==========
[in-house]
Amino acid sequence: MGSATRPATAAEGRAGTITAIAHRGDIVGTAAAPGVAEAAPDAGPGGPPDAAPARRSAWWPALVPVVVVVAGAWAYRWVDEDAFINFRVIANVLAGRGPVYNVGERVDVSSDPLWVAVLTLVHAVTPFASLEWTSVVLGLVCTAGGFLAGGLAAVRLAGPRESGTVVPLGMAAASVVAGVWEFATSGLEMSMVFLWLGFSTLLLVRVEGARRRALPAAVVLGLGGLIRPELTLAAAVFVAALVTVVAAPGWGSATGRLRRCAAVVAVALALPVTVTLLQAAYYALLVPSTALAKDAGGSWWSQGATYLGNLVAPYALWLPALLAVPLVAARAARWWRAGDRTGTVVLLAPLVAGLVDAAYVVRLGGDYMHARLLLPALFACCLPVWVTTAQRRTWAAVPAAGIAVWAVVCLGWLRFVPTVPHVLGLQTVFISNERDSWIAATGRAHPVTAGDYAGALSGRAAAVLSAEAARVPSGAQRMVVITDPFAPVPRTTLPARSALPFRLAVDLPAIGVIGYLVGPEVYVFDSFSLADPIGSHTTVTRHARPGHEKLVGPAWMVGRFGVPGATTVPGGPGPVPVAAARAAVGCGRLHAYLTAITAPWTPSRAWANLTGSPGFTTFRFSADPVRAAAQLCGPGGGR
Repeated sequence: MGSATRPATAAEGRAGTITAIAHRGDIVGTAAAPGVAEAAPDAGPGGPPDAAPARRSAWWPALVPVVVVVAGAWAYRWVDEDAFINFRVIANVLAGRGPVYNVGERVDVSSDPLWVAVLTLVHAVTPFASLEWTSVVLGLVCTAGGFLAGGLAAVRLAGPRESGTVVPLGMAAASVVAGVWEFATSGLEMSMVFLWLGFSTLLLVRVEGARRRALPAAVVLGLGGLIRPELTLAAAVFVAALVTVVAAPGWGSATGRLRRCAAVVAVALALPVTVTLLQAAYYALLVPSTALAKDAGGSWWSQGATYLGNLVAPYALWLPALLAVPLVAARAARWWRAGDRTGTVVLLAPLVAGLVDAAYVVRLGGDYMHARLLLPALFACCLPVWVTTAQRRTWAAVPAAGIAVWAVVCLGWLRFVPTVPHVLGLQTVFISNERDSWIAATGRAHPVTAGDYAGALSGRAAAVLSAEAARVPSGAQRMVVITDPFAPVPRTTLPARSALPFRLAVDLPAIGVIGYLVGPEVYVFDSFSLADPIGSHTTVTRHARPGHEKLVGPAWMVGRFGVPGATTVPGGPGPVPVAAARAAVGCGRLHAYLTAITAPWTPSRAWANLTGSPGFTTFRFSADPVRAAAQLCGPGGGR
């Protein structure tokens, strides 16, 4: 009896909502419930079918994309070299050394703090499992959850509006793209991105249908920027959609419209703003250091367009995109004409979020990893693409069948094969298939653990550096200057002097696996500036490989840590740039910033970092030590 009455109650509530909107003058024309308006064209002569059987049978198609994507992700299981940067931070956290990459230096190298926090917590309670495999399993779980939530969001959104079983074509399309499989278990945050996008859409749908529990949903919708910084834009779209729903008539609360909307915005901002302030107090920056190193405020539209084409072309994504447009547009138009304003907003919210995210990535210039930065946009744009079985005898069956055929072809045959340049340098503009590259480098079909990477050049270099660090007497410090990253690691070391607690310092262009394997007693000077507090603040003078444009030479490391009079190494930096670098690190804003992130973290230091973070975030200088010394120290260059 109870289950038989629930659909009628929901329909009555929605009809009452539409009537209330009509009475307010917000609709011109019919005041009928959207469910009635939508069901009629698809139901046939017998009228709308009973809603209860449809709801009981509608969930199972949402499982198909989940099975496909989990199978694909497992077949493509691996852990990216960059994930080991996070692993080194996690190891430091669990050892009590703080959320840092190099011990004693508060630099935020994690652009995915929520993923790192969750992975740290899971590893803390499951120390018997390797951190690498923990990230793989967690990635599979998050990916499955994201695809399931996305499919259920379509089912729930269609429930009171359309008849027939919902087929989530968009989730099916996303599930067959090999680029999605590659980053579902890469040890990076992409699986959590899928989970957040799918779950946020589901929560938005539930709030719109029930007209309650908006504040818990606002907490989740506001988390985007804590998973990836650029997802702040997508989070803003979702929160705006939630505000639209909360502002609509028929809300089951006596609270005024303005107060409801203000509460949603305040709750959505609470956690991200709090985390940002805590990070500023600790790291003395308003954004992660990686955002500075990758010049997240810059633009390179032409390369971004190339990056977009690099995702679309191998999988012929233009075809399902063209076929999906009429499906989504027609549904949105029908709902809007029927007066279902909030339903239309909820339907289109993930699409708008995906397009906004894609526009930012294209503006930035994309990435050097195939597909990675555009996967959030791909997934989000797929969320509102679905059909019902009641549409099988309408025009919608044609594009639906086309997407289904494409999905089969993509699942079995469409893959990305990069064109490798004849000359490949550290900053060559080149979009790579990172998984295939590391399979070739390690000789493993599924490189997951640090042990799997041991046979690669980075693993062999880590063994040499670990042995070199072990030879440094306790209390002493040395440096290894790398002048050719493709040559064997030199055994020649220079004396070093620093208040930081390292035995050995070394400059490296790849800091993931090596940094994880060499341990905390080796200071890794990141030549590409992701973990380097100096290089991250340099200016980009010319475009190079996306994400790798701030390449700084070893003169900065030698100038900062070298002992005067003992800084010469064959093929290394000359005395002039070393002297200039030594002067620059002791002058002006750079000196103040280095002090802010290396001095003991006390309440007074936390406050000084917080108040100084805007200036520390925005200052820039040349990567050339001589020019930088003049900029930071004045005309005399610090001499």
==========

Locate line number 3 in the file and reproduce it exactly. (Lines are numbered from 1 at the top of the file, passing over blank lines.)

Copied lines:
Repeated sequence: MGSATRPATAAEGRAGTITAIAHRGDIVGTAAAPGVAEAAPDAGPGGPPDAAPARRSAWWPALVPVVVVVAGAWAYRWVDEDAFINFRVIANVLAGRGPVYNVGERVDVSSDPLWVAVLTLVHAVTPFASLEWTSVVLGLVCTAGGFLAGGLAAVRLAGPRESGTVVPLGMAAASVVAGVWEFATSGLEMSMVFLWLGFSTLLLVRVEGARRRALPAAVVLGLGGLIRPELTLAAAVFVAALVTVVAAPGWGSATGRLRRCAAVVAVALALPVTVTLLQAAYYALLVPSTALAKDAGGSWWSQGATYLGNLVAPYALWLPALLAVPLVAARAARWWRAGDRTGTVVLLAPLVAGLVDAAYVVRLGGDYMHARLLLPALFACCLPVWVTTAQRRTWAAVPAAGIAVWAVVCLGWLRFVPTVPHVLGLQTVFISNERDSWIAATGRAHPVTAGDYAGALSGRAAAVLSAEAARVPSGAQRMVVITDPFAPVPRTTLPARSALPFRLAVDLPAIGVIGYLVGPEVYVFDSFSLADPIGSHTTVTRHARPGHEKLVGPAWMVGRFGVPGATTVPGGPGPVPVAAARAAVGCGRLHAYLTAITAPWTPSRAWANLTGSPGFTTFRFSADPVRAAAQLCGPGGGR